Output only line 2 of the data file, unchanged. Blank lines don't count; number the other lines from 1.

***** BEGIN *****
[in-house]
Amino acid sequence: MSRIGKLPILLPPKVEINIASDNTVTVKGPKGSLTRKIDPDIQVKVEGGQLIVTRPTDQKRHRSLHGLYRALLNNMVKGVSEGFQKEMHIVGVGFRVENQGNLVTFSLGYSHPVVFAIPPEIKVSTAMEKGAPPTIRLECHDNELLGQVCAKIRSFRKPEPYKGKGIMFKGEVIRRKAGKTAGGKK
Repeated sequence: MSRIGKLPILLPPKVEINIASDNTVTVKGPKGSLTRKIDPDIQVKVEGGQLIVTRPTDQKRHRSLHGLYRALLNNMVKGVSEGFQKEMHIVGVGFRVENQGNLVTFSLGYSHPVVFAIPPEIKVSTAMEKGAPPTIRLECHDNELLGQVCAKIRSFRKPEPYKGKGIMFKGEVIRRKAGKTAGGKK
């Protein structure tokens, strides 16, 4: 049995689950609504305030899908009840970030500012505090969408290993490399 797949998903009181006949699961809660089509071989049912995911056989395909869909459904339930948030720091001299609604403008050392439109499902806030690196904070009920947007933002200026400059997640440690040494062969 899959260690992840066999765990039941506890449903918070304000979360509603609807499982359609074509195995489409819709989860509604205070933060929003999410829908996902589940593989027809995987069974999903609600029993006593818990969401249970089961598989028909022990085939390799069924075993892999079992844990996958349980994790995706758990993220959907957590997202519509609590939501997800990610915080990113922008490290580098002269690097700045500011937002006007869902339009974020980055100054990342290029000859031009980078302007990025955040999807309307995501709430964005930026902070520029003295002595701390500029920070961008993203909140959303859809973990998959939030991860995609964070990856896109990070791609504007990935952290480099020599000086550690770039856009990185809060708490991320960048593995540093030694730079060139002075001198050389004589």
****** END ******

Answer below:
Amino acid sequence: MSRIGKLPILLPPKVEINIASDNTVTVKGPKGSLTRKIDPDIQVKVEGGQLIVTRPTDQKRHRSLHGLYRALLNNMVKGVSEGFQKEMHIVGVGFRVENQGNLVTFSLGYSHPVVFAIPPEIKVSTAMEKGAPPTIRLECHDNELLGQVCAKIRSFRKPEPYKGKGIMFKGEVIRRKAGKTAGGKK